Chapter # 4 Paragraph # 3 Study # 4
November 12, 2006
35 And Jesus rebuked him, saying, Hold thy peace, and come out of him. And when the devil had thrown him in the midst, he came out of him, and hurt him not.
36 And they were all amazed, and spake among themselves, saying, What a word is this! for with authority and power he commandeth the unclean spirits, and they come out.
37 And the fame of him went out into every place of the country round about.
1901 ASV Translation:
35 And Jesus rebuked him, saying, Hold thy peace, and come out of him. And when the demon had thrown him down in the midst, he came out of him, having done him no hurt.
36 And amazement came upon all, and they spake together, one with another, saying, What is this word? for with authority and power he commandeth the unclean spirits, and they come out.
37 And there went forth a rumor concerning him into every place of the region round about.
- I. Jesus' Rebuke of the Demoniac.
- A. The "rebuke".
- 1. The word is used in Matthew 8:26 to refer to a demand that the winds stop blowing and that the sea settle down.
- 2. It is used in Matthew 12:16 to refer to a demand that the people not make Him manifest.
- 3. Peter "rebuked" Jesus when he told Him that His prophecy of death was not to be. In effect, he attempted to stop Jesus from saying those kinds of things.
- 4. The term is used whenever a person attempts to alter another person's behavior with a demand.
- B. The "Hold thy peace".
- 1. The word is used in the sense of putting a muzzle on the mouth to keep it from doing its "natural" thing -- thou shalt not muzzle the ox when he is treading out the grain....
- 2. It is used when a person is rendered "speechless" by either demand or argument (2 Peter 2:15; Matthew 22:34).
- C. The "come out of him".
- 1. This is a fundamental "exorcism".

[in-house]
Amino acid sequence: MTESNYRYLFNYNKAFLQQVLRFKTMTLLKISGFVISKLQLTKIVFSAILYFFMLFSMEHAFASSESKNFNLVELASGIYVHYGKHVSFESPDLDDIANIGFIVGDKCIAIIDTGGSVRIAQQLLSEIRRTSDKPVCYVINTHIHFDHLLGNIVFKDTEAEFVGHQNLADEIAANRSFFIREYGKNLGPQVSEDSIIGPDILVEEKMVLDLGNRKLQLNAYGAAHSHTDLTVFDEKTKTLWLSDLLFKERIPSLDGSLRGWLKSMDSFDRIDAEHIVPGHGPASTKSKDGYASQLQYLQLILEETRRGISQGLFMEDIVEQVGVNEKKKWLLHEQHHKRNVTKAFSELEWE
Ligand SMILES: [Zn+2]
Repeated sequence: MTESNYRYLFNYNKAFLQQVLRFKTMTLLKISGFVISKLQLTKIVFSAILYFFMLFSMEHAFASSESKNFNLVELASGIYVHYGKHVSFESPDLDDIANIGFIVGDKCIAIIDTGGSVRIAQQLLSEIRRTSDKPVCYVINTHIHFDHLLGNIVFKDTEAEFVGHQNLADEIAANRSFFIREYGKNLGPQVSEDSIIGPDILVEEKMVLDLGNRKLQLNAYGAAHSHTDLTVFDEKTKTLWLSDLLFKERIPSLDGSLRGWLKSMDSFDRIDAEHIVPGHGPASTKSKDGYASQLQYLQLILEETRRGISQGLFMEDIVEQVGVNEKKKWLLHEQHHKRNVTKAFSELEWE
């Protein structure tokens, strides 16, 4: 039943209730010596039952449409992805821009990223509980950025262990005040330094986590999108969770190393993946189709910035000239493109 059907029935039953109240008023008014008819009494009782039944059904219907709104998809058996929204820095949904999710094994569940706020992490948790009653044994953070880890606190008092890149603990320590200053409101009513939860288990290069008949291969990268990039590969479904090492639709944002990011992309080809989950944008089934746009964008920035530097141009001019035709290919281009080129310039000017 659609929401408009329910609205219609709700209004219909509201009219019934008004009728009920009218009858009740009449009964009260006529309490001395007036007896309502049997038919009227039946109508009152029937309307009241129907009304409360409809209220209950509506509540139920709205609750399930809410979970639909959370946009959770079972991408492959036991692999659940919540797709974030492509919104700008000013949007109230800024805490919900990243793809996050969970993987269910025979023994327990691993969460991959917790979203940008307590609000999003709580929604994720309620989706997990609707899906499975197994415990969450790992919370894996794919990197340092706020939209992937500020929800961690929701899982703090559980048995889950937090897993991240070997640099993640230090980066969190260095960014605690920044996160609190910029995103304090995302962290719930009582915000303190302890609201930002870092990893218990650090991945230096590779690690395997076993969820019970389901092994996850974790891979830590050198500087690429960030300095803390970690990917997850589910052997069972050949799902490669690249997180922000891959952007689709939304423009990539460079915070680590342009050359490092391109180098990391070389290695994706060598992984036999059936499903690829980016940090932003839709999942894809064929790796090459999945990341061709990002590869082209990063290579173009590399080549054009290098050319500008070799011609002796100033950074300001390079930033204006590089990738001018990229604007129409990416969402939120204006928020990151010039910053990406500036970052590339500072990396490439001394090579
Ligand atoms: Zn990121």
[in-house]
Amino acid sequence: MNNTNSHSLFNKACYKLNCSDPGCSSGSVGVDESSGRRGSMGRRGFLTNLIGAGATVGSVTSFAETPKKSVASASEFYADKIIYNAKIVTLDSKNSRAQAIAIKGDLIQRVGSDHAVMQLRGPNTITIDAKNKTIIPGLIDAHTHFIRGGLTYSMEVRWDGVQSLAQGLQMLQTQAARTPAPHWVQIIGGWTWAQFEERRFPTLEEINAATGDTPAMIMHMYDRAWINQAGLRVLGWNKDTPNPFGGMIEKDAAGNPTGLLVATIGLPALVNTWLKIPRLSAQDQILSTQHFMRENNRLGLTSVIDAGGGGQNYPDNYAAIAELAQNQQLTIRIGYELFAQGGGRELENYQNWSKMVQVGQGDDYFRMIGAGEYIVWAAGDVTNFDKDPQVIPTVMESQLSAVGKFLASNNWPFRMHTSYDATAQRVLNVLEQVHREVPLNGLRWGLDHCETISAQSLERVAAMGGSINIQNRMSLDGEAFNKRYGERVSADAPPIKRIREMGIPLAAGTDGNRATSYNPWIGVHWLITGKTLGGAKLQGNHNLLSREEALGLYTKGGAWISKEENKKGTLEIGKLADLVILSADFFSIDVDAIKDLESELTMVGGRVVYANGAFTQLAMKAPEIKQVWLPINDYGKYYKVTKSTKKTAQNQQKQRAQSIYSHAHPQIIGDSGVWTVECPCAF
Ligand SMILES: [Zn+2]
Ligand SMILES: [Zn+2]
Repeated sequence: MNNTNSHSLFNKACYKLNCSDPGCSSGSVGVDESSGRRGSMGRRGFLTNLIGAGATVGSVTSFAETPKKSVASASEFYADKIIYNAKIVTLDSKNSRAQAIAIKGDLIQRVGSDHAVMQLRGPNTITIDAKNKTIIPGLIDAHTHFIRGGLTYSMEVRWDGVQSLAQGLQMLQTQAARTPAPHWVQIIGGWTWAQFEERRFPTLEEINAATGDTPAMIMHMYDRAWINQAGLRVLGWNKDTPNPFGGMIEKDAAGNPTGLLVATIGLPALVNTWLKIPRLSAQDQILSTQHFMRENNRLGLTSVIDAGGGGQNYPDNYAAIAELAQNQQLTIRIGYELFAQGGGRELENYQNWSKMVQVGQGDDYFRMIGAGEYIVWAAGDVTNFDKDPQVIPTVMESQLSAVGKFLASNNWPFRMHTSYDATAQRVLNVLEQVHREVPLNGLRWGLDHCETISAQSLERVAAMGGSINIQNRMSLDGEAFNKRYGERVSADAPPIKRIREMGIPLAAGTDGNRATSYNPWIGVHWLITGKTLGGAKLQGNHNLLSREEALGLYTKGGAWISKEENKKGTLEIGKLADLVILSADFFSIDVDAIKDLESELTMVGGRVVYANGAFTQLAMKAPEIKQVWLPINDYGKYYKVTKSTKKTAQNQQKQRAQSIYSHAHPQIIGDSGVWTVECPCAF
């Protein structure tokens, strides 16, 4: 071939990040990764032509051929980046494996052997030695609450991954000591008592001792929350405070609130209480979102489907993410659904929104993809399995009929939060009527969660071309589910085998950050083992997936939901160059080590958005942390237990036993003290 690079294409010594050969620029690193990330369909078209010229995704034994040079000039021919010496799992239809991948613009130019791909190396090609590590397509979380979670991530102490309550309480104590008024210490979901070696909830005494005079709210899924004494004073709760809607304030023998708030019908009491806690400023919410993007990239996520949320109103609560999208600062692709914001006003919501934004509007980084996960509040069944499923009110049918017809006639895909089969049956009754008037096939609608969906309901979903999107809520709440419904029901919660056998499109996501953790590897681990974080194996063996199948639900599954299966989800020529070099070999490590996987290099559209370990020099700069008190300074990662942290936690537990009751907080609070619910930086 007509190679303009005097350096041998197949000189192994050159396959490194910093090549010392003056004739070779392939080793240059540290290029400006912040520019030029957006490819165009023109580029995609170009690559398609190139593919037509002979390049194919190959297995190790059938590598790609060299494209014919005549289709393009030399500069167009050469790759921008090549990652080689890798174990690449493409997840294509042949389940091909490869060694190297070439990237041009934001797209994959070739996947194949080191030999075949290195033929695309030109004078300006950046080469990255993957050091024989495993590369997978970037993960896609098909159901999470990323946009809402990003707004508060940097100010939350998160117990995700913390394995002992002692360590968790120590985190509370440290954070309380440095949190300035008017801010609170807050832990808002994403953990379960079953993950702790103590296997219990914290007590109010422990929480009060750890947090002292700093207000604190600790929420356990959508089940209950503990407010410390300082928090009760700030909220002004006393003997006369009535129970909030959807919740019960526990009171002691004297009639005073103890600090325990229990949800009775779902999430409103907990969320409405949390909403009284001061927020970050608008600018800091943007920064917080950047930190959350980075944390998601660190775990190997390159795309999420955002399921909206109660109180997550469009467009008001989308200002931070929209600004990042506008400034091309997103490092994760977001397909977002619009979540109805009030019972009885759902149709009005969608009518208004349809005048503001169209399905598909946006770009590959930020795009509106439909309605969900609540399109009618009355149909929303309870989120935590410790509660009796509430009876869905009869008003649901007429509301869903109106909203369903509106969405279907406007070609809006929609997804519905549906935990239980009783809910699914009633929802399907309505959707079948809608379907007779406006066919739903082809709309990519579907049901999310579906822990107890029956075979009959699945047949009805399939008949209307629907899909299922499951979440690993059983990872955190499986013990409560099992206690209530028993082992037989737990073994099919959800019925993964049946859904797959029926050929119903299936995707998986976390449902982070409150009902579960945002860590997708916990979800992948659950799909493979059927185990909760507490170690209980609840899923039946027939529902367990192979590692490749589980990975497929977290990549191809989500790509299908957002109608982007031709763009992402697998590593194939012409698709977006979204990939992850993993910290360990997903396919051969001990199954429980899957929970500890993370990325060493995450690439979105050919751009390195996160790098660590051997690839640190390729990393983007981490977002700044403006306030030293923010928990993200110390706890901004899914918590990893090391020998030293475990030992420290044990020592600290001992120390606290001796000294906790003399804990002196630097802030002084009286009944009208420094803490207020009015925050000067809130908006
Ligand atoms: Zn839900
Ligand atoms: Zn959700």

- 2. It is a demand that the "spirit" abandon the body.
- a. This requirement by Jesus hit at a very profound level of the demon's value system because demons seem to have an almost desperate desire to possess a body.
- b. Thus, the demand by Jesus was not a simple "obedience" issue. It was, rather, an "obedience" issue that reached down into the grime of the lower levels of demonic "love" and was all the more profound because Jesus could issue such a demand and get obedience. This is the reason that it was so impressive.
- D. The question is "Why?".
- 1. On the one hand, it appears that Jesus did not wish for the demons to identify Him.
- a. Perhaps, but what if He simply wished to reveal His authority over the demons with no regard for whatever it was that they had to say?
- b. The testimony of the demons was significant: they identified Him as the Holy One of God.
- 1) Demons were notably "liars". Even when they used "true" words, there was a twist involved that was designed to mislead.
- 2) Demons were "impressive" to humans -- men did not know how to deal with their superior power, their wilfulness, and their obvious destructiveness, but neither did they use "discernment" about the things they said.
- c. But Jesus' obvious authority over them did much more than their words -- without that "power" their words would have meant little and the exercise of that "power" was so much more convincing than the words that it made the words to be of little real significance.
- 2. Just as clearly, on the other hand, Luke did wish to use the demon's identification of Him for his own argument.
- a. There is a time-frame difference between Luke and Jesus.
- 1) Jesus' words and actions were set within the framework of the divine revelation of the Plan before many of the crucial events had taken place -- most notably the resurrection from the dead.